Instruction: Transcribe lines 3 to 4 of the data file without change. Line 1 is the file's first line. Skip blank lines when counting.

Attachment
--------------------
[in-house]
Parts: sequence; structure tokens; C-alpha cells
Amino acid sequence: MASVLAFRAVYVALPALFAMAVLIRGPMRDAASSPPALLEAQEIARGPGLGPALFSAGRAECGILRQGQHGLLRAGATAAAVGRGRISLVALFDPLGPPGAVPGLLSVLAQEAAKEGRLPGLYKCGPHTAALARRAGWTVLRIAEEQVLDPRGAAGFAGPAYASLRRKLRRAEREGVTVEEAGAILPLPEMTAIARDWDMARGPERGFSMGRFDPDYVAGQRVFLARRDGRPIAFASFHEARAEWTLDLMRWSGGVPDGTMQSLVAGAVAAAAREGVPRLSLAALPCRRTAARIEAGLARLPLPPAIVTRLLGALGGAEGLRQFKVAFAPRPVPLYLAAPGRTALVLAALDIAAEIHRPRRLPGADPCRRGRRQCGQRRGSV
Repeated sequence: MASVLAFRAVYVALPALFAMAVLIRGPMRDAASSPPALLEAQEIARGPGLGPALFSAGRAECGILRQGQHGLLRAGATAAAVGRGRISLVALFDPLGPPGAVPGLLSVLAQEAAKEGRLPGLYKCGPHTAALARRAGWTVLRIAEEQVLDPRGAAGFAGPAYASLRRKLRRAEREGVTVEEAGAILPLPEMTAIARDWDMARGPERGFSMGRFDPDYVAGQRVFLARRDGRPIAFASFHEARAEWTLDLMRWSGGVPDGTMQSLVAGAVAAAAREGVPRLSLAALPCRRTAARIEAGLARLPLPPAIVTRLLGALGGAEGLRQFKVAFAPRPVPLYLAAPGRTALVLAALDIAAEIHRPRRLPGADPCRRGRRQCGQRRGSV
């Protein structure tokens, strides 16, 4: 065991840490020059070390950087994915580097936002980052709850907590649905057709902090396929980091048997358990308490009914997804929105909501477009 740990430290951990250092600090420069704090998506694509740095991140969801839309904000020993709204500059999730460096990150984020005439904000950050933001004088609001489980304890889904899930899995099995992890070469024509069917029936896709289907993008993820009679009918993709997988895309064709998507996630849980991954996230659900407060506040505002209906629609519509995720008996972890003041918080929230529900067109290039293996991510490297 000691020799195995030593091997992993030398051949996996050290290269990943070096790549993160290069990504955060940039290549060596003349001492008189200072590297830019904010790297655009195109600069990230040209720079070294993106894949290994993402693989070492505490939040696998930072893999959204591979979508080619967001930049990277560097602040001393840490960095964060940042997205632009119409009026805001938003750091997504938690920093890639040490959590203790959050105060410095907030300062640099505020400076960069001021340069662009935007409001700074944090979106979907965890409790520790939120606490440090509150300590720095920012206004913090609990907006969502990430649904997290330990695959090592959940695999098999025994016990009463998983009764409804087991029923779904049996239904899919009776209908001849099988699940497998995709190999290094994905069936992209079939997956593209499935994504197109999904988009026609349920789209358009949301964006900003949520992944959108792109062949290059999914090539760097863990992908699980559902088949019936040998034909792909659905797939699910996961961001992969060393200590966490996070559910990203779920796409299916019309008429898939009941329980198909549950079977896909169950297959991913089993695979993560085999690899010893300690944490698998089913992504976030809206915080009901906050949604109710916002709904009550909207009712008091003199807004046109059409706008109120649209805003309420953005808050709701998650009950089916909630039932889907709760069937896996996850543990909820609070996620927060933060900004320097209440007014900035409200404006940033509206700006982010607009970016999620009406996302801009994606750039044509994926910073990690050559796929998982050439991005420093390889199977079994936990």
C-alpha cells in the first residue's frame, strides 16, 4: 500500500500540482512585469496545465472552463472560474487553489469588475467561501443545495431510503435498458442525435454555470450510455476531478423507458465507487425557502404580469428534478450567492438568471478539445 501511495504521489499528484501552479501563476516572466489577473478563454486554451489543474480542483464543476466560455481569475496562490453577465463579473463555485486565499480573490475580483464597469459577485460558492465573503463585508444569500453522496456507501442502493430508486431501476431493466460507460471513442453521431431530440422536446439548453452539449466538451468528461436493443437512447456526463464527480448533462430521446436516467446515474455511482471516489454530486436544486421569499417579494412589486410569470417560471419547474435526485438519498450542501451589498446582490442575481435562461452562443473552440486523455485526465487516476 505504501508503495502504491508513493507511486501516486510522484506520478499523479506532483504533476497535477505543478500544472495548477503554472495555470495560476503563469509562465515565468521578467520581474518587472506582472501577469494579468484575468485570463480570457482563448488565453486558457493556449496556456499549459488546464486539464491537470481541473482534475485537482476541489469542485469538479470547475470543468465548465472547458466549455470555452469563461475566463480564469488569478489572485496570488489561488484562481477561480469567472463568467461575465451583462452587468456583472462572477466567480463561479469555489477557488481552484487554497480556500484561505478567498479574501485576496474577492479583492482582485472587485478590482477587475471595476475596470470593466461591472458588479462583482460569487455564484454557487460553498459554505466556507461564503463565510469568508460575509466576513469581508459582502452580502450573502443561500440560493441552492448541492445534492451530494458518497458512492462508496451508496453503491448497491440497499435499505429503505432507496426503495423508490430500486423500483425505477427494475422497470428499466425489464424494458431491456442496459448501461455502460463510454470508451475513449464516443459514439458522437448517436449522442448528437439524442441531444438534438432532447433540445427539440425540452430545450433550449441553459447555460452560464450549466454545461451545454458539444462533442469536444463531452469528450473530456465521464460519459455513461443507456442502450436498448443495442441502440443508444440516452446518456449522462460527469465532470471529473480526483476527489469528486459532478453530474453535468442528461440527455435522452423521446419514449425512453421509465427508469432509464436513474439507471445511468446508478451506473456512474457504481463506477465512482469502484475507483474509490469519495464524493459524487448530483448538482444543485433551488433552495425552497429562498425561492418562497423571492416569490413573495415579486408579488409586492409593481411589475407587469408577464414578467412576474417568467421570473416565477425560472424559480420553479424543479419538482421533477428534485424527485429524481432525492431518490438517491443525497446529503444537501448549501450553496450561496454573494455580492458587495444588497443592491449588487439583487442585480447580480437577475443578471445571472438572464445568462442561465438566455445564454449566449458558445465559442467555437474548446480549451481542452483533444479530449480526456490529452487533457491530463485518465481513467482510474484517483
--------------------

Amino acid sequence: MASVLAFRAVYVALPALFAMAVLIRGPMRDAASSPPALLEAQEIARGPGLGPALFSAGRAECGILRQGQHGLLRAGATAAAVGRGRISLVALFDPLGPPGAVPGLLSVLAQEAAKEGRLPGLYKCGPHTAALARRAGWTVLRIAEEQVLDPRGAAGFAGPAYASLRRKLRRAEREGVTVEEAGAILPLPEMTAIARDWDMARGPERGFSMGRFDPDYVAGQRVFLARRDGRPIAFASFHEARAEWTLDLMRWSGGVPDGTMQSLVAGAVAAAAREGVPRLSLAALPCRRTAARIEAGLARLPLPPAIVTRLLGALGGAEGLRQFKVAFAPRPVPLYLAAPGRTALVLAALDIAAEIHRPRRLPGADPCRRGRRQCGQRRGSV
Repeated sequence: MASVLAFRAVYVALPALFAMAVLIRGPMRDAASSPPALLEAQEIARGPGLGPALFSAGRAECGILRQGQHGLLRAGATAAAVGRGRISLVALFDPLGPPGAVPGLLSVLAQEAAKEGRLPGLYKCGPHTAALARRAGWTVLRIAEEQVLDPRGAAGFAGPAYASLRRKLRRAEREGVTVEEAGAILPLPEMTAIARDWDMARGPERGFSMGRFDPDYVAGQRVFLARRDGRPIAFASFHEARAEWTLDLMRWSGGVPDGTMQSLVAGAVAAAAREGVPRLSLAALPCRRTAARIEAGLARLPLPPAIVTRLLGALGGAEGLRQFKVAFAPRPVPLYLAAPGRTALVLAALDIAAEIHRPRRLPGADPCRRGRRQCGQRRGSV